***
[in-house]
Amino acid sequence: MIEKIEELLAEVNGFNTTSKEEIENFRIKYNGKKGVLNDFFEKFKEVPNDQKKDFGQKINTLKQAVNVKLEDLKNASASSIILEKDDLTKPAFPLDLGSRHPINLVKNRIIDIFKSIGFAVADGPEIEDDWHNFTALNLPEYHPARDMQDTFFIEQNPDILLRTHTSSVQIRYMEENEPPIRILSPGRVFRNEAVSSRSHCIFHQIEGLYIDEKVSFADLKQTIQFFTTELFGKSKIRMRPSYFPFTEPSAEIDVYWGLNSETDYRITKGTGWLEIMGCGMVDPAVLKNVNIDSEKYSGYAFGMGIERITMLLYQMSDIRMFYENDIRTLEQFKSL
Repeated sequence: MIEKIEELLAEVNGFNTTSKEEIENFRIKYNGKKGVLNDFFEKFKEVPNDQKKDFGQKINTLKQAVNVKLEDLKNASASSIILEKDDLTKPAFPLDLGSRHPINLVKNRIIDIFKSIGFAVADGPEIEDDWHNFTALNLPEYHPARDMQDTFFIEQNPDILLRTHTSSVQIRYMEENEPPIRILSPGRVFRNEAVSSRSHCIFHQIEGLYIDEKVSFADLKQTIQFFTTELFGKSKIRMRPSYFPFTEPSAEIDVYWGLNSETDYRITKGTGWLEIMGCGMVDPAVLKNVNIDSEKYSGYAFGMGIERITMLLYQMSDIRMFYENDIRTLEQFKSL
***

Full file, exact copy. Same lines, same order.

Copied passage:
[in-house]
Amino acid sequence: MIEKIEELLAEVNGFNTTSKEEIENFRIKYNGKKGVLNDFFEKFKEVPNDQKKDFGQKINTLKQAVNVKLEDLKNASASSIILEKDDLTKPAFPLDLGSRHPINLVKNRIIDIFKSIGFAVADGPEIEDDWHNFTALNLPEYHPARDMQDTFFIEQNPDILLRTHTSSVQIRYMEENEPPIRILSPGRVFRNEAVSSRSHCIFHQIEGLYIDEKVSFADLKQTIQFFTTELFGKSKIRMRPSYFPFTEPSAEIDVYWGLNSETDYRITKGTGWLEIMGCGMVDPAVLKNVNIDSEKYSGYAFGMGIERITMLLYQMSDIRMFYENDIRTLEQFKSL
Repeated sequence: MIEKIEELLAEVNGFNTTSKEEIENFRIKYNGKKGVLNDFFEKFKEVPNDQKKDFGQKINTLKQAVNVKLEDLKNASASSIILEKDDLTKPAFPLDLGSRHPINLVKNRIIDIFKSIGFAVADGPEIEDDWHNFTALNLPEYHPARDMQDTFFIEQNPDILLRTHTSSVQIRYMEENEPPIRILSPGRVFRNEAVSSRSHCIFHQIEGLYIDEKVSFADLKQTIQFFTTELFGKSKIRMRPSYFPFTEPSAEIDVYWGLNSETDYRITKGTGWLEIMGCGMVDPAVLKNVNIDSEKYSGYAFGMGIERITMLLYQMSDIRMFYENDIRTLEQFKSL